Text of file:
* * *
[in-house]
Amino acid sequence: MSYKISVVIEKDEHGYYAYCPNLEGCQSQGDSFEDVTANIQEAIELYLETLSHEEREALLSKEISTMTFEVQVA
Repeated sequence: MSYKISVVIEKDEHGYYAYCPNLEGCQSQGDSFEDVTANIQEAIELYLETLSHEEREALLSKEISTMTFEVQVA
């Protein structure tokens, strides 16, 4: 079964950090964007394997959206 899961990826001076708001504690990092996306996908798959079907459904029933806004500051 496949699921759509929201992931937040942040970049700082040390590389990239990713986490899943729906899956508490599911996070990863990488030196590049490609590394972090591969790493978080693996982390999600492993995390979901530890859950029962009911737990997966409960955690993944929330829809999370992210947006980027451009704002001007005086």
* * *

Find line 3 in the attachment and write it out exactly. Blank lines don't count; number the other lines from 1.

Repeated sequence: MSYKISVVIEKDEHGYYAYCPNLEGCQSQGDSFEDVTANIQEAIELYLETLSHEEREALLSKEISTMTFEVQVA